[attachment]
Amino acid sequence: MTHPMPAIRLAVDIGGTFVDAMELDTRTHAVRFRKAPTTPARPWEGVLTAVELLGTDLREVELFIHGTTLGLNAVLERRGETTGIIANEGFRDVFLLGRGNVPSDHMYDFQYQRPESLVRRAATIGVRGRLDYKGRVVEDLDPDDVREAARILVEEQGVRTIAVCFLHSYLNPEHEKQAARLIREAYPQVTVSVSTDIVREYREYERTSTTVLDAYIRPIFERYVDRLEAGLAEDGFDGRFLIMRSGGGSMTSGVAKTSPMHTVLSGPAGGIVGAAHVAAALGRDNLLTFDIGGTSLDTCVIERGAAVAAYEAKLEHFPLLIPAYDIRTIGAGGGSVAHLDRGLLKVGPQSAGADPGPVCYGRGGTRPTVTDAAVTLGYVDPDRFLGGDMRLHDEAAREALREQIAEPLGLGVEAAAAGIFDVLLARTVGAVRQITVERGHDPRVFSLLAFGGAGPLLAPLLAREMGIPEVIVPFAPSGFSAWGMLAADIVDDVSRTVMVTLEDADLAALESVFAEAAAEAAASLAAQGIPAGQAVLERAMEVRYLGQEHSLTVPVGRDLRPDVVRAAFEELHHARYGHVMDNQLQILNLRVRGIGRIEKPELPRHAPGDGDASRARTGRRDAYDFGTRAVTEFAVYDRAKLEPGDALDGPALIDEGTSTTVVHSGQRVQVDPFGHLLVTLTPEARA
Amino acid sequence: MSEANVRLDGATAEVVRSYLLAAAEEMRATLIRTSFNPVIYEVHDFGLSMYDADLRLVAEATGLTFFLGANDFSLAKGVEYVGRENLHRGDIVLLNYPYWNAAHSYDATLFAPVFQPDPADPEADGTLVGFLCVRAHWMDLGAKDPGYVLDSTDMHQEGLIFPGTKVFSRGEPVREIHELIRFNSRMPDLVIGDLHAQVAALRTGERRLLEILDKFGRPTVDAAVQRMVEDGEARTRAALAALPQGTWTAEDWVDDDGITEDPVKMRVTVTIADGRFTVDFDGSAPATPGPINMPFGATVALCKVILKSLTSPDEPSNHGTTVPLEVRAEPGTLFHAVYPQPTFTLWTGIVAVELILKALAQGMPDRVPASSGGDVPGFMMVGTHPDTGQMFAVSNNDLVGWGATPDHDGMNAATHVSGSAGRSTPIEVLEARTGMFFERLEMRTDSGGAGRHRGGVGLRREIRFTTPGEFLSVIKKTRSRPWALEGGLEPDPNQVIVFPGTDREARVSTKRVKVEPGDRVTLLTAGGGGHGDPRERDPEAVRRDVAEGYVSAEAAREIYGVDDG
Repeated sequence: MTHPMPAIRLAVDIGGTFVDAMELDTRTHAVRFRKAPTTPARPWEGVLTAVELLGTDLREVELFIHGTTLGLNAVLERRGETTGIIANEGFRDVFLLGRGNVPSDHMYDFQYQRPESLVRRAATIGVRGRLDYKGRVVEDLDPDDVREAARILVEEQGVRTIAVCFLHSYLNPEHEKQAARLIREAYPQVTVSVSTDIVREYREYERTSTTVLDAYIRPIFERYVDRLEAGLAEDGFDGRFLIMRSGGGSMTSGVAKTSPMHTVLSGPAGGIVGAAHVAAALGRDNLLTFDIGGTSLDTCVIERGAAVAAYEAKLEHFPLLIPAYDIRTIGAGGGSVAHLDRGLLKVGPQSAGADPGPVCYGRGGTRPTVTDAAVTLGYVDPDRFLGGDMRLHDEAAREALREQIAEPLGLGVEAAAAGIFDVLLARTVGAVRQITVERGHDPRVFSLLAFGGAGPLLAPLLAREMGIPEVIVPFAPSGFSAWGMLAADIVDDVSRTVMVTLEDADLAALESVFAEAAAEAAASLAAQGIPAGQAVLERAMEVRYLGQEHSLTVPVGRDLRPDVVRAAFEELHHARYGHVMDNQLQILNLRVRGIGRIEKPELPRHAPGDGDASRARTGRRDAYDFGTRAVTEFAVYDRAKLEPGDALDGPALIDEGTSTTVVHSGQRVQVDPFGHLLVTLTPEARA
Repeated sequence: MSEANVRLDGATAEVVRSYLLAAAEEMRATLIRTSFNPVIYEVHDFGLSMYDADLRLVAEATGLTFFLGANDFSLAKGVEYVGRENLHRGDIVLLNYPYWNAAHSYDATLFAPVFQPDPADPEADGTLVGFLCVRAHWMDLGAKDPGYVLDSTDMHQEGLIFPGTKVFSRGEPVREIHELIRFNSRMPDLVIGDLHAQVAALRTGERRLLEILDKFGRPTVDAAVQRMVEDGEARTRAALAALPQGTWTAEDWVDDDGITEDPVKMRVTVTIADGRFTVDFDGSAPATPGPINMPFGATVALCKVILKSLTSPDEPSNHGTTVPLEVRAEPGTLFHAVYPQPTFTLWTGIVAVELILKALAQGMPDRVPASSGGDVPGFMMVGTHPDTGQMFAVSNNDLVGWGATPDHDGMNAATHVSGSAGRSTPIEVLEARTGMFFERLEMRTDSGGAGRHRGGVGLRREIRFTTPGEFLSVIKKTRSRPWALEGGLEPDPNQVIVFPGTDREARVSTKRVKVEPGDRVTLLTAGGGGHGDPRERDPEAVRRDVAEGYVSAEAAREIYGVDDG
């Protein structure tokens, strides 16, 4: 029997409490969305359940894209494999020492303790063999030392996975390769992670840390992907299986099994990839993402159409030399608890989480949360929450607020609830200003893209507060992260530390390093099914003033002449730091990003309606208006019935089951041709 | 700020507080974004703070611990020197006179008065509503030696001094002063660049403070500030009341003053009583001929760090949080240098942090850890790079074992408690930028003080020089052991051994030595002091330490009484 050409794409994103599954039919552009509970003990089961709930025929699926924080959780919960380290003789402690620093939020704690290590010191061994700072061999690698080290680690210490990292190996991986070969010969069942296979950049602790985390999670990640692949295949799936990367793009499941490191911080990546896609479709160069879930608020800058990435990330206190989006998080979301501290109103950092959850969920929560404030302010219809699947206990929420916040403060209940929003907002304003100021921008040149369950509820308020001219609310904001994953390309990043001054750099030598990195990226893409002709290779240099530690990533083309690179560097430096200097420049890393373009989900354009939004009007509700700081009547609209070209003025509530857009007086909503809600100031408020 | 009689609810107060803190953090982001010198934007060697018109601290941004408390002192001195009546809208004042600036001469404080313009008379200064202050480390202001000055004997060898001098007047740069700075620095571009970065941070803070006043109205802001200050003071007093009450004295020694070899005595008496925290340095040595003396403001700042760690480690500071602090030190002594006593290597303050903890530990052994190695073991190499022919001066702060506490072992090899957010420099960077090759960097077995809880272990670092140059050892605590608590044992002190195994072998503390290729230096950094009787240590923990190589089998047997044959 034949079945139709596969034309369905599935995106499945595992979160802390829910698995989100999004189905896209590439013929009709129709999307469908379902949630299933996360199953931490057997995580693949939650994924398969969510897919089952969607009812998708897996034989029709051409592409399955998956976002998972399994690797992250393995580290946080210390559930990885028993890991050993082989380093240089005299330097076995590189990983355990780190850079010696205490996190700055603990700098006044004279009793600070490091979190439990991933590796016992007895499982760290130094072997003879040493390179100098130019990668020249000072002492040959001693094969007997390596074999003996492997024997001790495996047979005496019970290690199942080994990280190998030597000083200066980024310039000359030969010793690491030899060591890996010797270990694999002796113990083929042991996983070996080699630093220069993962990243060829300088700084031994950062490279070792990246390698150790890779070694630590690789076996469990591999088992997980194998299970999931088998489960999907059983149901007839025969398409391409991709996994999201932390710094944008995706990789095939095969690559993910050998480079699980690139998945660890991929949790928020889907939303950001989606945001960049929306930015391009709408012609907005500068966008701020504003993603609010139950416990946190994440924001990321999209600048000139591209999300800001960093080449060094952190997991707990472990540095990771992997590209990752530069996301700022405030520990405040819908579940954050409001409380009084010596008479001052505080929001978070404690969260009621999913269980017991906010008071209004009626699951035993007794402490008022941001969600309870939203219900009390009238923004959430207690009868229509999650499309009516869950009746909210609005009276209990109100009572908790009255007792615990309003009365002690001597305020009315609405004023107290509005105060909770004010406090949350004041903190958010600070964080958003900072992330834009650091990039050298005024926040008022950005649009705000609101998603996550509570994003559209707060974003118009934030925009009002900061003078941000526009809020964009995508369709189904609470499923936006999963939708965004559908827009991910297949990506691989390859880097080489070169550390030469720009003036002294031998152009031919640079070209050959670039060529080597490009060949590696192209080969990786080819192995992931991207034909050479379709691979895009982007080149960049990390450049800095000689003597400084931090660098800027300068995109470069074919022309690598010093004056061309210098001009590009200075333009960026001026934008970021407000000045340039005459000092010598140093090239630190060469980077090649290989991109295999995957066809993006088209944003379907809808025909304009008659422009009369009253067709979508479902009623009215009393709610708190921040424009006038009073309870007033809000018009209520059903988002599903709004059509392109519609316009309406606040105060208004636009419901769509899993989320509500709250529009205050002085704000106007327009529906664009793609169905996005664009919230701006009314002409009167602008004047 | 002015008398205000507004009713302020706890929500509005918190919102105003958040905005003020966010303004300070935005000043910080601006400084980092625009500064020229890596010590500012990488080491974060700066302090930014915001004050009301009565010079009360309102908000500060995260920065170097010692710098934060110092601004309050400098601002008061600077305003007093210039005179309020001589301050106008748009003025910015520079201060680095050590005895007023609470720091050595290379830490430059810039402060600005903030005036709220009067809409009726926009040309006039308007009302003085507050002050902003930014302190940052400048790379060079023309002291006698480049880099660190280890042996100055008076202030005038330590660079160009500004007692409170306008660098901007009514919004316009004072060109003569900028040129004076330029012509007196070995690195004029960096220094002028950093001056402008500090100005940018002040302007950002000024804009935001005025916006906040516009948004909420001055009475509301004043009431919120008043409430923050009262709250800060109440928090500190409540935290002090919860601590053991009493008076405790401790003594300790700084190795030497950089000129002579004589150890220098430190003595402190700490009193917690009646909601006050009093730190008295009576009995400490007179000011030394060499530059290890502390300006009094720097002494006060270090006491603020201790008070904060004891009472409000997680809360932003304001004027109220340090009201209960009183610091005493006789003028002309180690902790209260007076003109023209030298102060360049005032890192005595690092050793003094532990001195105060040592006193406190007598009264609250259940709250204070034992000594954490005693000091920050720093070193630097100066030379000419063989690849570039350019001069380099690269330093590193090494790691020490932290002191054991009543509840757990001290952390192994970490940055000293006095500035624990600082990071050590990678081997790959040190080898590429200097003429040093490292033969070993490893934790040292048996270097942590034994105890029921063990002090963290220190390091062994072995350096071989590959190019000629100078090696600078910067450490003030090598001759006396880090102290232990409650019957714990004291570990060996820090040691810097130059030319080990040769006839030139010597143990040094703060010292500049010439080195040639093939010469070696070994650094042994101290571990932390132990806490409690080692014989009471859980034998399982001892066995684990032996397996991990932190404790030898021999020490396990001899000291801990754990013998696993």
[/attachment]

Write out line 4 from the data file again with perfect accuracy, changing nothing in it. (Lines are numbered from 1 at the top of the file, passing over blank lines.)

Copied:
Repeated sequence: MSEANVRLDGATAEVVRSYLLAAAEEMRATLIRTSFNPVIYEVHDFGLSMYDADLRLVAEATGLTFFLGANDFSLAKGVEYVGRENLHRGDIVLLNYPYWNAAHSYDATLFAPVFQPDPADPEADGTLVGFLCVRAHWMDLGAKDPGYVLDSTDMHQEGLIFPGTKVFSRGEPVREIHELIRFNSRMPDLVIGDLHAQVAALRTGERRLLEILDKFGRPTVDAAVQRMVEDGEARTRAALAALPQGTWTAEDWVDDDGITEDPVKMRVTVTIADGRFTVDFDGSAPATPGPINMPFGATVALCKVILKSLTSPDEPSNHGTTVPLEVRAEPGTLFHAVYPQPTFTLWTGIVAVELILKALAQGMPDRVPASSGGDVPGFMMVGTHPDTGQMFAVSNNDLVGWGATPDHDGMNAATHVSGSAGRSTPIEVLEARTGMFFERLEMRTDSGGAGRHRGGVGLRREIRFTTPGEFLSVIKKTRSRPWALEGGLEPDPNQVIVFPGTDREARVSTKRVKVEPGDRVTLLTAGGGGHGDPRERDPEAVRRDVAEGYVSAEAAREIYGVDDG